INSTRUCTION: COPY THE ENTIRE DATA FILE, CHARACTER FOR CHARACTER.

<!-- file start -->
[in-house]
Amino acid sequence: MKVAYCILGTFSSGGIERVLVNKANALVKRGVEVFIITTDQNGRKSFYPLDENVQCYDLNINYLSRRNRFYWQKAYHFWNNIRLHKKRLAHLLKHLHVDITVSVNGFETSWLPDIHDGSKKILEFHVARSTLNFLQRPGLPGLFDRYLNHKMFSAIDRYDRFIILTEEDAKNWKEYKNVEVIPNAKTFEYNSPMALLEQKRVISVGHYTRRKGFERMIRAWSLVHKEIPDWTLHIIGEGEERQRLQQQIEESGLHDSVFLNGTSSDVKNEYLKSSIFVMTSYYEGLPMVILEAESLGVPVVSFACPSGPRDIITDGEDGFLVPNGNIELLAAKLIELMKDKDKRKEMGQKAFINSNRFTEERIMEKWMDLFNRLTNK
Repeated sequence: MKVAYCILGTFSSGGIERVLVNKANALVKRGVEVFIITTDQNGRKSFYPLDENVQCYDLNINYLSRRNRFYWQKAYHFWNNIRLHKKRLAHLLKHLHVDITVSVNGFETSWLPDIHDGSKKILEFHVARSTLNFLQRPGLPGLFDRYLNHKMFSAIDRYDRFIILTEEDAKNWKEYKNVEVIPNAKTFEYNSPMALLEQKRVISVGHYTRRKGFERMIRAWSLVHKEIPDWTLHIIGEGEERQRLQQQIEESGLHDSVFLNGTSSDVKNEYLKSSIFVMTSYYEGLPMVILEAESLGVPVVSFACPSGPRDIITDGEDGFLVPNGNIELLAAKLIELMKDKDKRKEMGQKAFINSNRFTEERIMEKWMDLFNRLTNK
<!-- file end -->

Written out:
[in-house]
Amino acid sequence: MKVAYCILGTFSSGGIERVLVNKANALVKRGVEVFIITTDQNGRKSFYPLDENVQCYDLNINYLSRRNRFYWQKAYHFWNNIRLHKKRLAHLLKHLHVDITVSVNGFETSWLPDIHDGSKKILEFHVARSTLNFLQRPGLPGLFDRYLNHKMFSAIDRYDRFIILTEEDAKNWKEYKNVEVIPNAKTFEYNSPMALLEQKRVISVGHYTRRKGFERMIRAWSLVHKEIPDWTLHIIGEGEERQRLQQQIEESGLHDSVFLNGTSSDVKNEYLKSSIFVMTSYYEGLPMVILEAESLGVPVVSFACPSGPRDIITDGEDGFLVPNGNIELLAAKLIELMKDKDKRKEMGQKAFINSNRFTEERIMEKWMDLFNRLTNK
Repeated sequence: MKVAYCILGTFSSGGIERVLVNKANALVKRGVEVFIITTDQNGRKSFYPLDENVQCYDLNINYLSRRNRFYWQKAYHFWNNIRLHKKRLAHLLKHLHVDITVSVNGFETSWLPDIHDGSKKILEFHVARSTLNFLQRPGLPGLFDRYLNHKMFSAIDRYDRFIILTEEDAKNWKEYKNVEVIPNAKTFEYNSPMALLEQKRVISVGHYTRRKGFERMIRAWSLVHKEIPDWTLHIIGEGEERQRLQQQIEESGLHDSVFLNGTSSDVKNEYLKSSIFVMTSYYEGLPMVILEAESLGVPVVSFACPSGPRDIITDGEDGFLVPNGNIELLAAKLIELMKDKDKRKEMGQKAFINSNRFTEERIMEKWMDLFNRLTNK